◊   posted by Jim G @ 2:08 pm       Read Comments (3) / Leave a Comment
 
 
Sunday, February 17, 2013
Current Affairs ... Society ... Zen ...

My Zen sangha (Clear Mountain Zen Center) has a web site where they post recorded mp3 files of the weekly “teisho”, i.e. the 10 minute talks usually given during the second sitting period by Sensei Carl Bachmann, or one of the senior teaching members. Last week, Sensei Bachmann’s talk reflected upon the movie “Zero Dark Thirty” in light of the First Buddhist Precept, i.e. “abstain from causing harm and taking life”. Actually, the Sensei was discussing the overall US effort to find and kill Osama Bin Laden, which is what Zero Dark Thirty fairly accurately portrays. The movie seems to have convinced him that evil truly exists. Some weeks ago he was considering re-writing our Gatha of Repentance as to expunge the term “evil karma”. But since ZDT, he is content with it.

So what did teacher Bachmann find to be the main evil of ZDT? I would have thought it was the September 11, 2001 attacks which killed 2,996 people, and also the other terror attacks carried out before and after that date by Al Qaeda against civilians in London, Madrid and throughout the Middle East. Those attacks appear to me to violate the First Precept in a huge and heinous fashion.

But no. The good Sensei felt that the covert US actions depicted in the movie, including the torture  »  continue reading …

◊   posted by Jim G @ 11:30 pm       Read Comment (1) / Leave a Comment
 
 
Friday, February 15, 2013
Personal Reflections ... Science ... Society ...

My last blog entry discussed how important information clearly is. But as to it’s being the core of reality, the most fundamental thing about our universe . . . I myself don’t think that’s right.

Think again about my busy day off (discussed in the previous blog entry), and all the ups and downs that I had based on what information I had and did not have. The reality is that plenty of other information came my way in this time, but did not make much of a difference to me. I listened to the news on the radio, saw various cars and trucks on Route 46, saw the cloudy sky and felt the moderately cold air. Some people were speaking Spanish in K-Mart. Lots of information, but not particularly relevant to me. Despite all the science, it still comes down to the fact that some information means something, and other information doesn’t, relative to the user. Some information “informs”, other info does not. At the heart of the information is the word “form”. Information is abstract and intangible; form happens when things becomes real.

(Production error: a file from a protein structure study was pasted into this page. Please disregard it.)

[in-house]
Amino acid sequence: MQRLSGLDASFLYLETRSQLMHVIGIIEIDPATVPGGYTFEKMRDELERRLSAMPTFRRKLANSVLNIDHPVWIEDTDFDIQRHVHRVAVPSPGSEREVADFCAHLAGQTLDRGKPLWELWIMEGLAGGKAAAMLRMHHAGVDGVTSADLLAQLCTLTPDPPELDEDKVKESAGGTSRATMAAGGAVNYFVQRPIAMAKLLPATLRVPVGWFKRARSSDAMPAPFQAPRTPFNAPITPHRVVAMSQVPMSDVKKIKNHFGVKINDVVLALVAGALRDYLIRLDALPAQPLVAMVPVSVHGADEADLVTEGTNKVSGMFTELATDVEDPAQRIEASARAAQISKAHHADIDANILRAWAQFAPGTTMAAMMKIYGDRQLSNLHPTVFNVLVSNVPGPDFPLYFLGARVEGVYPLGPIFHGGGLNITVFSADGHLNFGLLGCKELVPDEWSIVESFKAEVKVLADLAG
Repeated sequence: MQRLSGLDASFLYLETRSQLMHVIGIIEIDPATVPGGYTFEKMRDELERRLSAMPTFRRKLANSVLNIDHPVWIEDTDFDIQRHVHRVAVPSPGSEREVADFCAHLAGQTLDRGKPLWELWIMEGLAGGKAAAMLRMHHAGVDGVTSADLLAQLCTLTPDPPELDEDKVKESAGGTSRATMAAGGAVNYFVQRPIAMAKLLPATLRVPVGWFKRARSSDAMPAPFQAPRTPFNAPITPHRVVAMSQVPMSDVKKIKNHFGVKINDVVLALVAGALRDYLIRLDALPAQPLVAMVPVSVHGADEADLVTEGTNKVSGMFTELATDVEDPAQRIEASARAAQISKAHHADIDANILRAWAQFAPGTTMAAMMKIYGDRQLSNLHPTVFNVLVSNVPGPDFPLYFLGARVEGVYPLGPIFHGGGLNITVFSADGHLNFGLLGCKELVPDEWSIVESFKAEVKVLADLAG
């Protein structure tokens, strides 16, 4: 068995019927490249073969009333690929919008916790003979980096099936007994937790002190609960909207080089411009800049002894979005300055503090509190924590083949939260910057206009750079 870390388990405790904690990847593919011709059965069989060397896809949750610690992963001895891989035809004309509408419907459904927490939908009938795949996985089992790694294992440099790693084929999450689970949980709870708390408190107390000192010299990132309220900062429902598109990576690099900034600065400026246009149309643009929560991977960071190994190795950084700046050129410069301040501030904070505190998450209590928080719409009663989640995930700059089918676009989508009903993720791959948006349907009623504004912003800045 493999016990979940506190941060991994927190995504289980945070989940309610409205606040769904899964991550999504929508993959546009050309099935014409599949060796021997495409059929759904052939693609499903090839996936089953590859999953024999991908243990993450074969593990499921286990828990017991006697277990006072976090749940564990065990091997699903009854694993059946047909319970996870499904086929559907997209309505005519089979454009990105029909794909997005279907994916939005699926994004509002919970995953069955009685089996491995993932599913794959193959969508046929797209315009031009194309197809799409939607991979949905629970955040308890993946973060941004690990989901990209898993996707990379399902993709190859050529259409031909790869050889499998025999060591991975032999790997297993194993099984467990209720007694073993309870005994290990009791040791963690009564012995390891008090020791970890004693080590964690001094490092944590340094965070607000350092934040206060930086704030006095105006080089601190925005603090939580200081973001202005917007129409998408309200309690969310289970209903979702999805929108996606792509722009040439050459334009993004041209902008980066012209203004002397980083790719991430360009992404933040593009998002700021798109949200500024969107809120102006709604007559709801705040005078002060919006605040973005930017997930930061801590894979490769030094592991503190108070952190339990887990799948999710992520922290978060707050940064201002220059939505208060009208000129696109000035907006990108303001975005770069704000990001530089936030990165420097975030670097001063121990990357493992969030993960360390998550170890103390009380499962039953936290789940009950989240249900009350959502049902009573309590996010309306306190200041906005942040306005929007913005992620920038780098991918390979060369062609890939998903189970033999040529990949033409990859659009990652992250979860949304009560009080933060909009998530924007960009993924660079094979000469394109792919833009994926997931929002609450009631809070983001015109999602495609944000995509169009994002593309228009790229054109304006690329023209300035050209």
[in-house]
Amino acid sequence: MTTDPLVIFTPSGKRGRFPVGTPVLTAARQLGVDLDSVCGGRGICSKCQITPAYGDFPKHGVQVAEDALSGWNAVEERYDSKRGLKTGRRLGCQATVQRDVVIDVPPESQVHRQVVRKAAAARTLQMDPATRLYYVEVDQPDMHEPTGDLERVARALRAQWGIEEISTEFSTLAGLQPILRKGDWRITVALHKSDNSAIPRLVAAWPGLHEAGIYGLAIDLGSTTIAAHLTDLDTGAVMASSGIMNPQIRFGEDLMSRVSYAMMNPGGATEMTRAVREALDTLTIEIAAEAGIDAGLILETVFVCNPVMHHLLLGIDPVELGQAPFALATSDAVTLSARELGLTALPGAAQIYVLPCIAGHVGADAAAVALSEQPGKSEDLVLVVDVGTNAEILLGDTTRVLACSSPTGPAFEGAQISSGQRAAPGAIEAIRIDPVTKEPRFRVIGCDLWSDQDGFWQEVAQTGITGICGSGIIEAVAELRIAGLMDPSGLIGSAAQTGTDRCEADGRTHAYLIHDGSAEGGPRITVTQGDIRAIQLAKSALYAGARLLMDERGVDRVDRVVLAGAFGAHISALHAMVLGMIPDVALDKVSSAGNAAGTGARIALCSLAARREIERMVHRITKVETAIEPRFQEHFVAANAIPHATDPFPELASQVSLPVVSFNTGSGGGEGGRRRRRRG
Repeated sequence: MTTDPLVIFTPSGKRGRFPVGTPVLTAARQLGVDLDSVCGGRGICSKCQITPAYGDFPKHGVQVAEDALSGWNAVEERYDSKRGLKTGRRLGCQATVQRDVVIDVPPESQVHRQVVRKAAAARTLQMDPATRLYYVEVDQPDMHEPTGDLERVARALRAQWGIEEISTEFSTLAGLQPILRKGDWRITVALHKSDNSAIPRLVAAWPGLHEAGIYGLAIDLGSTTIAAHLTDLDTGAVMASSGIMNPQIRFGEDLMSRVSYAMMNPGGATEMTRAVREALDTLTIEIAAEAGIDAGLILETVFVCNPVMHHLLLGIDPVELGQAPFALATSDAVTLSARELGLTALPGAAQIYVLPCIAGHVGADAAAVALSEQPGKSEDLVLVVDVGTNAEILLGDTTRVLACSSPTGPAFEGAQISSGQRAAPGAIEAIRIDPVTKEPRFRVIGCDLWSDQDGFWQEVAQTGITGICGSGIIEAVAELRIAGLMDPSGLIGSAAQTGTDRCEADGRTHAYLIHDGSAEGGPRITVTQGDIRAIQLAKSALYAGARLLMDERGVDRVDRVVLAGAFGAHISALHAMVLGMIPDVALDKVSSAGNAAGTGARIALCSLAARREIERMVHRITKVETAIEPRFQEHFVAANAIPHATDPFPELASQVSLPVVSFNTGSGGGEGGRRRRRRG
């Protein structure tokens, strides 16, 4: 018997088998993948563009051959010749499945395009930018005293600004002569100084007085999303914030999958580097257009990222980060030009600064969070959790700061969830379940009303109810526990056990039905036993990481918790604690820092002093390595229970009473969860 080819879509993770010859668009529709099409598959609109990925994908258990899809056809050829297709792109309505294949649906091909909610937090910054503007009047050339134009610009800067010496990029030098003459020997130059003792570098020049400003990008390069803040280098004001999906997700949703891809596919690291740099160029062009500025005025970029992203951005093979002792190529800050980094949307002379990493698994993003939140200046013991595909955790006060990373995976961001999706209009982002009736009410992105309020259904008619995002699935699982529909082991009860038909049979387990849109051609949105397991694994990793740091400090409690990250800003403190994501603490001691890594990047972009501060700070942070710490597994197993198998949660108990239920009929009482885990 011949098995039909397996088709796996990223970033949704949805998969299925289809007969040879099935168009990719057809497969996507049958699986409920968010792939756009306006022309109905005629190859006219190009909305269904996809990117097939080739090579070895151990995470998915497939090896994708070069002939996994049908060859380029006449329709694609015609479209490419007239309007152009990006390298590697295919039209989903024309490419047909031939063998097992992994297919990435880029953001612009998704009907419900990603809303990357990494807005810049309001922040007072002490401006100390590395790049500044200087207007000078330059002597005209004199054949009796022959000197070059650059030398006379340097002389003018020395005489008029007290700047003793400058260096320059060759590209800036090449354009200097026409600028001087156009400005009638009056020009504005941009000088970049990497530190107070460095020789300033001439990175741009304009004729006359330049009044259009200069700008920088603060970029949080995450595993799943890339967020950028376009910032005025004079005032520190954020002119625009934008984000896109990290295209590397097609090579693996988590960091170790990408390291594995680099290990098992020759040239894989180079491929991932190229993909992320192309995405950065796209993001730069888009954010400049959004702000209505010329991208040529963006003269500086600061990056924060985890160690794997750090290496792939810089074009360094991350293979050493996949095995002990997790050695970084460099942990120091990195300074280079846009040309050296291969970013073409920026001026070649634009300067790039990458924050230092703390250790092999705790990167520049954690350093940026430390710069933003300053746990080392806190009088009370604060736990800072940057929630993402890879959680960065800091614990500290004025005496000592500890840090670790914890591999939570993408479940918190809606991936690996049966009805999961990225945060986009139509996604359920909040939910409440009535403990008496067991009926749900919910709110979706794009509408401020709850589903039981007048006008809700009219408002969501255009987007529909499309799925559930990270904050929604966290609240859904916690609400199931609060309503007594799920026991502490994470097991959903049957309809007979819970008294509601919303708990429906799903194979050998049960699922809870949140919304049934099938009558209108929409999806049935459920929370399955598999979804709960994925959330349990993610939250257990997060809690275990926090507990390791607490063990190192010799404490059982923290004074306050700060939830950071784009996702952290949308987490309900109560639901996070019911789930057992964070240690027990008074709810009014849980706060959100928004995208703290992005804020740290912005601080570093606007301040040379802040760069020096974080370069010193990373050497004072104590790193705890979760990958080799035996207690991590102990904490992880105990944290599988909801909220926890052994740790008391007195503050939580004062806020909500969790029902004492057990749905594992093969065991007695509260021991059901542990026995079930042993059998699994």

And what does “real” mean? Just what is real? I tried to get in touch with the answer  »  continue reading …

◊   posted by Jim G @ 9:30 pm       Read Comment (1) / Leave a Comment
 
 
Wednesday, February 13, 2013
Personal Reflections ... Science ... Society ...

Yesterday was a good day to think about the concept of “information”, and what roles it plays in our lives. It was Lincoln’s Birthday, and my local government employer is one of the last that still gives this day off. Instead of sleeping in and enjoying a lazy day (where not much information would be required), I decided to get up early and plunge ahead with a to-do list. I was hurling myself into a state of informational need and uncertainty. For starters, I wanted to stop in on the 6:30 am quiet meditation session at my local zendo (Clear Mountain in Montclair). However, I knew that the fellow who usually opens up the place had the flu just a few days ago, and I was unsure if he would be there or if anyone else would show up.